Really Knowing: An Essay on the Absolute Nature of Knowledge

Dissertation, Syracuse University (1989)
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Several contemporary epistemologists have claimed that knowledge is a relative concept and that knowledge attributions are context-sensitive. Knowing, these relativists contend, demands on ability to discriminate the actual, state of affairs from relevant alternative states of affairs, where the relevance of these alternatives depends on what the knower, or the attributor of knowledge, considers likely, possible, or significant in some other way. Thus, with respect to non-inferential perceptual knowledge, if two individuals each base their true belief that p on qualitatively identical perceptual experiences and equal discriminative abilities, one could have knowledge and the other not, depending on the context in which knowledge is attributed or denied. ;In this dissertation I critically examine the claim that knowledge is a relative concept. Limiting my discussion to noninferential perceptual knowledge and accepting a discrimination account of knowing, I argue that knowledge is an absolute concept, that the standards for knowing do not vary from context to context. ;I contend that the notion of infallibility--the impossibility of error--lies at the root of these discrimination-relevant alternatives views. Relativity enters when context-sensitive contraints are placed on the notion of impossibility. While I accept the infallibility theme, I argue that the modality involved is best understood to be absolute, or context-insensitive. To emphasize the relative over the absolute, perhaps in order to capture the ordinary use of the term "knows" or the practical application of the concept of knowledge, is to present an account' of knowledge for all practical purposes rather than genuine knowledge itself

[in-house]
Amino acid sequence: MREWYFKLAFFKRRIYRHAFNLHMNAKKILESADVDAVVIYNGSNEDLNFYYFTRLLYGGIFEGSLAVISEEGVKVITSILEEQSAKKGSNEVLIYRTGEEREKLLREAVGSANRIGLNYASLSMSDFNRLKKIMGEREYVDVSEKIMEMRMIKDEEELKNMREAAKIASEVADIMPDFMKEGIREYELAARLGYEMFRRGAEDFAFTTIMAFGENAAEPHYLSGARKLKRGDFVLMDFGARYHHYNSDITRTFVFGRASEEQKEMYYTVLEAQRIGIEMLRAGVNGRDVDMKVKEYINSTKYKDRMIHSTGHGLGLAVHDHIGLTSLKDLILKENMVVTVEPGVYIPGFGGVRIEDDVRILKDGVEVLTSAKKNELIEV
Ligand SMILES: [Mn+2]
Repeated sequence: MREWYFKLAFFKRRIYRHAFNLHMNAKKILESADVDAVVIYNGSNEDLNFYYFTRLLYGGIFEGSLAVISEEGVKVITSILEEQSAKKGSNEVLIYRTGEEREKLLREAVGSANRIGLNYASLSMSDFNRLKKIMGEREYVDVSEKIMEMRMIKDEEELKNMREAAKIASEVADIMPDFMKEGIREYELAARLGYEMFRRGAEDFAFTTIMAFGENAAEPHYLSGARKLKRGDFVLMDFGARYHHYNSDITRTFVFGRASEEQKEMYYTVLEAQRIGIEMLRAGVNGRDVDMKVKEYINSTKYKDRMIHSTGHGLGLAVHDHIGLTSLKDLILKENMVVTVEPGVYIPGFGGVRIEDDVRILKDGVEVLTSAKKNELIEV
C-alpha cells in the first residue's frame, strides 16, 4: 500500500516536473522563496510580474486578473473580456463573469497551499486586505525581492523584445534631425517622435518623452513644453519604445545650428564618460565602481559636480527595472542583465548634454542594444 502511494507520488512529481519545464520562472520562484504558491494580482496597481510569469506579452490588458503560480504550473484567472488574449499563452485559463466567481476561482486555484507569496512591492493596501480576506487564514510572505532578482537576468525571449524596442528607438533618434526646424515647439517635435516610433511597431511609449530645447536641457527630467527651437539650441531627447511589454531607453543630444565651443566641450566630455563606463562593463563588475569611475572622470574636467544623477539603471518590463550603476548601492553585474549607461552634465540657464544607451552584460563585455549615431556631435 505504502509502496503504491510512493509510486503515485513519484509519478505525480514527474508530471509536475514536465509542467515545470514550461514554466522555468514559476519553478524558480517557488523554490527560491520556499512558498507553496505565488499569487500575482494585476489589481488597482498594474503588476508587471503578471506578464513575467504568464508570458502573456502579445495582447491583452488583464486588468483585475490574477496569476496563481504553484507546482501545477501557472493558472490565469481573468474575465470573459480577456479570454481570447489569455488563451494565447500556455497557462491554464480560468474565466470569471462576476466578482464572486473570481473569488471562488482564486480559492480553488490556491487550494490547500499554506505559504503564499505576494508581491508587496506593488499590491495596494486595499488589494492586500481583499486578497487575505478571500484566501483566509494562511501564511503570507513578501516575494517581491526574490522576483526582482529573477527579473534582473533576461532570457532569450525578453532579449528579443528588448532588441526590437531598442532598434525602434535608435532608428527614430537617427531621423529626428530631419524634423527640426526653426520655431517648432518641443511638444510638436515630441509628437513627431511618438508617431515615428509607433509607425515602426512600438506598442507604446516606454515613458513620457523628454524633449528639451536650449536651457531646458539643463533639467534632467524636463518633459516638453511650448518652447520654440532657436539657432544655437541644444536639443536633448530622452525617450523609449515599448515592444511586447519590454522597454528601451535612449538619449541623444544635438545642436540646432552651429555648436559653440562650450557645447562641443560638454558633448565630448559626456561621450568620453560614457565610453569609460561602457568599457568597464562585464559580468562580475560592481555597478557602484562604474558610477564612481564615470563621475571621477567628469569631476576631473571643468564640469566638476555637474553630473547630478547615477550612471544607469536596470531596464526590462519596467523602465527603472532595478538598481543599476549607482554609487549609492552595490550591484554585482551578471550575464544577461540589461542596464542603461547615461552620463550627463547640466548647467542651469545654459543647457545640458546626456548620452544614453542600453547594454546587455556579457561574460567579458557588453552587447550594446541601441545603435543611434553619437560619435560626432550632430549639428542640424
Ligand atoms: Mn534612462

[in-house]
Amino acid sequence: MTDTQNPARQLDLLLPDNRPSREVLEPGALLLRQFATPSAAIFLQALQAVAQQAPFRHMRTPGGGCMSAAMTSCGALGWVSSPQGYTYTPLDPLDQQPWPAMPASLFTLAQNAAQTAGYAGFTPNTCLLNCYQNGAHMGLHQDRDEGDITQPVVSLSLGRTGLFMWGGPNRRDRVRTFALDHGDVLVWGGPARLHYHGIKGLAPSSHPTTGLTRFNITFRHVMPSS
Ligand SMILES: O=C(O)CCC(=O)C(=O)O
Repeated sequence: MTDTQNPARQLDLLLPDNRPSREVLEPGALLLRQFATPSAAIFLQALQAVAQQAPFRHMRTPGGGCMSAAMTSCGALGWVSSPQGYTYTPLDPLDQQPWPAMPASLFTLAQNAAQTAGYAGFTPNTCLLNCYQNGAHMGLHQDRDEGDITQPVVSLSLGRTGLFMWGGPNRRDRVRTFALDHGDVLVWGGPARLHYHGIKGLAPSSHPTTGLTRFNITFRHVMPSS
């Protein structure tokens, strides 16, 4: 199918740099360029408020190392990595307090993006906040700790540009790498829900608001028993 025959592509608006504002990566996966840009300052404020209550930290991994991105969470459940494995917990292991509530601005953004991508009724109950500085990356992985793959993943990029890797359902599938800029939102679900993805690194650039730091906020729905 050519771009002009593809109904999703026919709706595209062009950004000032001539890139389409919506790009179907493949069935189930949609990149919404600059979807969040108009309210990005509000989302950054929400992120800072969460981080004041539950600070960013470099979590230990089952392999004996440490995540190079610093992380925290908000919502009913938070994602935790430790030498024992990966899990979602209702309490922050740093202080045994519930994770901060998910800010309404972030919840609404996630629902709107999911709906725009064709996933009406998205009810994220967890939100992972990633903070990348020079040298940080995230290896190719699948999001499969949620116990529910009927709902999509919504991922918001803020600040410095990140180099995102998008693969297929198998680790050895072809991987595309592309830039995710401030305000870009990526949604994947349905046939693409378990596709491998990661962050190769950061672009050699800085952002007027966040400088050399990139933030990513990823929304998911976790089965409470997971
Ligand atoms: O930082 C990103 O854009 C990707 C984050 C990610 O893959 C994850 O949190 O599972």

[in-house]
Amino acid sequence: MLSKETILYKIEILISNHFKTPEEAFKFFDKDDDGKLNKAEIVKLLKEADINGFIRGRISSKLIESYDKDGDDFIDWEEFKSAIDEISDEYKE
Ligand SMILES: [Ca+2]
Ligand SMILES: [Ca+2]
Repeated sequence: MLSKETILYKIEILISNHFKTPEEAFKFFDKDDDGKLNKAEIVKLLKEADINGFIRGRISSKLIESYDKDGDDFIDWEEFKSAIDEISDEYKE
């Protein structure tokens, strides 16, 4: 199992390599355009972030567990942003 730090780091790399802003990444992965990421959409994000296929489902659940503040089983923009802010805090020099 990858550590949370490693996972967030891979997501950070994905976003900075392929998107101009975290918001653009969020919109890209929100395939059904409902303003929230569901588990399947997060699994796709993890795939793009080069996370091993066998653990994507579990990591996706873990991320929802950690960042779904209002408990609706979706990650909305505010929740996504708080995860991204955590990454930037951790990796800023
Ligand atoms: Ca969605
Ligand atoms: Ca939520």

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Rudy Garns
Northern Kentucky University

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